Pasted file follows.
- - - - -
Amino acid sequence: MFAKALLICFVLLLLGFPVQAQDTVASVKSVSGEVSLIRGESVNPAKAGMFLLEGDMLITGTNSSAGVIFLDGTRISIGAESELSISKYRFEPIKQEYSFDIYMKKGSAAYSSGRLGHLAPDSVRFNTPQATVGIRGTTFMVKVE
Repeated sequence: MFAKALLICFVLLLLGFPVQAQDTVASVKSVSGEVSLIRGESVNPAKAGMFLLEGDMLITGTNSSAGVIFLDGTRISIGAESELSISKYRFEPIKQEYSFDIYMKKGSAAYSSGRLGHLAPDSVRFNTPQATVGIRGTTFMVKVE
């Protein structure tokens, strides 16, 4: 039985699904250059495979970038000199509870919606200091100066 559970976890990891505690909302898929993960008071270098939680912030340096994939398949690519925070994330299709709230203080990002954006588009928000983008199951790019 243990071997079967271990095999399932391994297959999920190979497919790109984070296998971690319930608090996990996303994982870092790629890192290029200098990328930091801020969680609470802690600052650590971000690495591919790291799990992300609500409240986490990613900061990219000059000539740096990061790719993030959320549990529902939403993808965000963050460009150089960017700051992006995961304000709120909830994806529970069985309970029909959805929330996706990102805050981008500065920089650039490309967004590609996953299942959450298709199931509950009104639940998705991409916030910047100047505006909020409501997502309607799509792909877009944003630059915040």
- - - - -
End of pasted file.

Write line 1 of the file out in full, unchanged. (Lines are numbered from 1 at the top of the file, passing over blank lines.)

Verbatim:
Amino acid sequence: MFAKALLICFVLLLLGFPVQAQDTVASVKSVSGEVSLIRGESVNPAKAGMFLLEGDMLITGTNSSAGVIFLDGTRISIGAESELSISKYRFEPIKQEYSFDIYMKKGSAAYSSGRLGHLAPDSVRFNTPQATVGIRGTTFMVKVE